New York 2017 Review: THE FLORIDA PROJECT, A Stunning Work of Authenticity and Humanism
Willem Dafoe stars alongside young newcomers in Sean Baker's sterling new drama.
Sean Baker, director of the much-praised iPhone-shot movie Tangerine, digs deeper into the flip side of the American Dream with The Florida Project, starring kids and featuring the lives of kids on Route 192, under the shadow of Disney World.
As with Tangerine, Baker uses mostly untrained non-actors to portray people on the skid and just have them run with the materials they were given. The result is stunning work of authenticity, brimming with humor, heartache and much humanism.
Moonie (Brooklynn Prince) is a 6-year-old girl who lives in the pink motel called Magic Castle with her young, tattooed, irresponsible, daisy dukes-wearing mom, Hally (Bria Vinaite). Moonie and her friend Scooty are always up to no good and wreaking havoc -- spitting on a neighbor's car from the balcony, starting fire in an abandoned house, panhandling tourists for ice cream money, etc. -- much to the chagrin of the good-hearted motel manager Bobby (Willem Defoe). It doesn't really help that Hally is a real fuck-up. Always facing eviction for whatever violations against the motel policy and late for rent, she panhandles, steals, even prostitutes herself to make the rent.
The fake happiness of the tourist subculture surrounding Disney World sharply contrasts with the pure joy and innocence of childhood captured by Baker. While kids are having fun, the adults in the film have to deal with depravity, submission, humiliation and consequences of being parents. Kids can have fights one day and make up next day as if nothing happened. Adult life is more complicated than that. With Hally, you couldn't picture a more stereotypical welfare mom. But she is also a loving mom, always trying to protect Moonie from the world and make the best out of ugliness of their surroundings.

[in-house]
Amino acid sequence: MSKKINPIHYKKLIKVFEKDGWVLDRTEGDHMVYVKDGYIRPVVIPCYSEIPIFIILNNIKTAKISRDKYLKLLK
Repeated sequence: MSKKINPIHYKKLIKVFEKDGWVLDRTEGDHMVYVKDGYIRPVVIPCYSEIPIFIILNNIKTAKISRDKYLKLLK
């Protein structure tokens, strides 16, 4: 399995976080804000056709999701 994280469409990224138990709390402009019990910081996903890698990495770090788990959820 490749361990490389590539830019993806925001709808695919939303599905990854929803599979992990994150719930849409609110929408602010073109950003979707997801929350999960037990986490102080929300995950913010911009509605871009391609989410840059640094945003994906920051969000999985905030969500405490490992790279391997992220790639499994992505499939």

But the film's about the kids being kids, always curious, always screaming and yelling, running across the various balconies and up and down the stairs of colorful motels, all named similar to Disney attractions - Future Land, Alibaba, Magic Castle and so on, and the nearby grassy swamp full of empty houses. It's beautifully captured verité style in mostly 35mm by Mexican DP Alexis Zabe (Silent Light, Post Tenebras Lux).
The performances by three kids – Brooklynn Prince, Valeria Cotto (Jancey) and Christopher Rivera (Scooty) are so natural and so untamed, it makes you wonder how on earth Baker ever managed to bring them out. Firebrand newcomer Vinaite is also great, easily topping Riley Keough's portrayal of white trash skank in American Honey (which will make a handsome double feature as Flipside of American Dream). But the range these kids have, especially Prince who seems to convey range of emotions on cue, is astounding.
There is much joy and happiness of childhood in The Florida Project. For almost two hours running time, we spend our time invested with Moonie and her friends' (mis)adventures. As Hally digs herself a hole time and time again, and as the inevitable finally catches up with her and her daughter, we deeply feel for Moonie and her well-being.
We know it's not a documentary because there is the unmistakable face of Willem Dafoe, trying to pass as a real person (and he does, because he is a great actor), Caleb Landry Jones shows up for a moment too. We know it's a make-believe world and that everything is going to be all right. But the final moment of the film, taking place in the real Magic Kingdom, shot on shaky iPhone, really got me emotionally. It is, shall we say, pure magic.
The Florida Project plays as part of NYFF 2017 at Film Society of Lincoln Center on 10/1 and 10/3. Please visit FSLC website for tickets and more information. The film's theatrical roll out begins, Friday, October 6th.